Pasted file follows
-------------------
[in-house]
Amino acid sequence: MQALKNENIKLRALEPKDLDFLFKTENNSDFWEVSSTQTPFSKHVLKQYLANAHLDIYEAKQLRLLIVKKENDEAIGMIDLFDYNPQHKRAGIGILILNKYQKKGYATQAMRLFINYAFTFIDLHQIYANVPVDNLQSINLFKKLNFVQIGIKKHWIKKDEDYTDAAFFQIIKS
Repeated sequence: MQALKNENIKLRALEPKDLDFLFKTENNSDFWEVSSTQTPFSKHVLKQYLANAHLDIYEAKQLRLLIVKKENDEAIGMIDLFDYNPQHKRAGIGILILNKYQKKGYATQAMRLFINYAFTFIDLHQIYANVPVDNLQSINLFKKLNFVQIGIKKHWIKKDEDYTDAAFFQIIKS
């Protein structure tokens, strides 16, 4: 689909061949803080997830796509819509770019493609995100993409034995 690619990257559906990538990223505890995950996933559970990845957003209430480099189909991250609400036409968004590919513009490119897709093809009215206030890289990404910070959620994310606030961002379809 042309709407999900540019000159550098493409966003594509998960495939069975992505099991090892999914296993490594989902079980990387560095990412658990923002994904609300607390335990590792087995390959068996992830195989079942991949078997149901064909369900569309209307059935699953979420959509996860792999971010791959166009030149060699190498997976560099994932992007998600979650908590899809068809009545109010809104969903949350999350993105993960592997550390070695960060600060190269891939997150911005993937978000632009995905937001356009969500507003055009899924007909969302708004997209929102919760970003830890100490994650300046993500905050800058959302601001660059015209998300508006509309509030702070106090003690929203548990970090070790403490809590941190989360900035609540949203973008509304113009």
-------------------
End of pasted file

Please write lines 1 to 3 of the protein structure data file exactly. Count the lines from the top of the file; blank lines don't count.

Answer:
[in-house]
Amino acid sequence: MQALKNENIKLRALEPKDLDFLFKTENNSDFWEVSSTQTPFSKHVLKQYLANAHLDIYEAKQLRLLIVKKENDEAIGMIDLFDYNPQHKRAGIGILILNKYQKKGYATQAMRLFINYAFTFIDLHQIYANVPVDNLQSINLFKKLNFVQIGIKKHWIKKDEDYTDAAFFQIIKS
Repeated sequence: MQALKNENIKLRALEPKDLDFLFKTENNSDFWEVSSTQTPFSKHVLKQYLANAHLDIYEAKQLRLLIVKKENDEAIGMIDLFDYNPQHKRAGIGILILNKYQKKGYATQAMRLFINYAFTFIDLHQIYANVPVDNLQSINLFKKLNFVQIGIKKHWIKKDEDYTDAAFFQIIKS